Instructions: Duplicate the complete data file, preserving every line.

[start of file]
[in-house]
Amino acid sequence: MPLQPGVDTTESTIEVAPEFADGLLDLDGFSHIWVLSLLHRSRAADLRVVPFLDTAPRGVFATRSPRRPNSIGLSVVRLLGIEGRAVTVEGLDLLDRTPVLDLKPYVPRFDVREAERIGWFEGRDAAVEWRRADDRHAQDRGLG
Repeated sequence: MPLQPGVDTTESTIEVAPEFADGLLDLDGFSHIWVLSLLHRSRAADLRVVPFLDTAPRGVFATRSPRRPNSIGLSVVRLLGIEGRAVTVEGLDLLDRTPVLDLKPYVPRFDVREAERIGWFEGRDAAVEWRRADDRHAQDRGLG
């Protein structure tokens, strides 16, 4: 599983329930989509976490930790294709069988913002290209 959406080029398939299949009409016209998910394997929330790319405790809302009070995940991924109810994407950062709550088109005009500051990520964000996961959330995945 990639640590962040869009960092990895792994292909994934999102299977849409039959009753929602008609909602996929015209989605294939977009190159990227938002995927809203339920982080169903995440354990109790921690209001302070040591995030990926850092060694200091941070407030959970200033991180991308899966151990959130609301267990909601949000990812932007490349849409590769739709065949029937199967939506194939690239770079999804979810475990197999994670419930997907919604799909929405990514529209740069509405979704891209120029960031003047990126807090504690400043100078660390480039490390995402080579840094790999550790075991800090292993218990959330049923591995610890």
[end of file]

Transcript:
[in-house]
Amino acid sequence: MPLQPGVDTTESTIEVAPEFADGLLDLDGFSHIWVLSLLHRSRAADLRVVPFLDTAPRGVFATRSPRRPNSIGLSVVRLLGIEGRAVTVEGLDLLDRTPVLDLKPYVPRFDVREAERIGWFEGRDAAVEWRRADDRHAQDRGLG
Repeated sequence: MPLQPGVDTTESTIEVAPEFADGLLDLDGFSHIWVLSLLHRSRAADLRVVPFLDTAPRGVFATRSPRRPNSIGLSVVRLLGIEGRAVTVEGLDLLDRTPVLDLKPYVPRFDVREAERIGWFEGRDAAVEWRRADDRHAQDRGLG
């Protein structure tokens, strides 16, 4: 599983329930989509976490930790294709069988913002290209 959406080029398939299949009409016209998910394997929330790319405790809302009070995940991924109810994407950062709550088109005009500051990520964000996961959330995945 990639640590962040869009960092990895792994292909994934999102299977849409039959009753929602008609909602996929015209989605294939977009190159990227938002995927809203339920982080169903995440354990109790921690209001302070040591995030990926850092060694200091941070407030959970200033991180991308899966151990959130609301267990909601949000990812932007490349849409590769739709065949029937199967939506194939690239770079999804979810475990197999994670419930997907919604799909929405990514529209740069509405979704891209120029960031003047990126807090504690400043100078660390480039490390995402080579840094790999550790075991800090292993218990959330049923591995610890």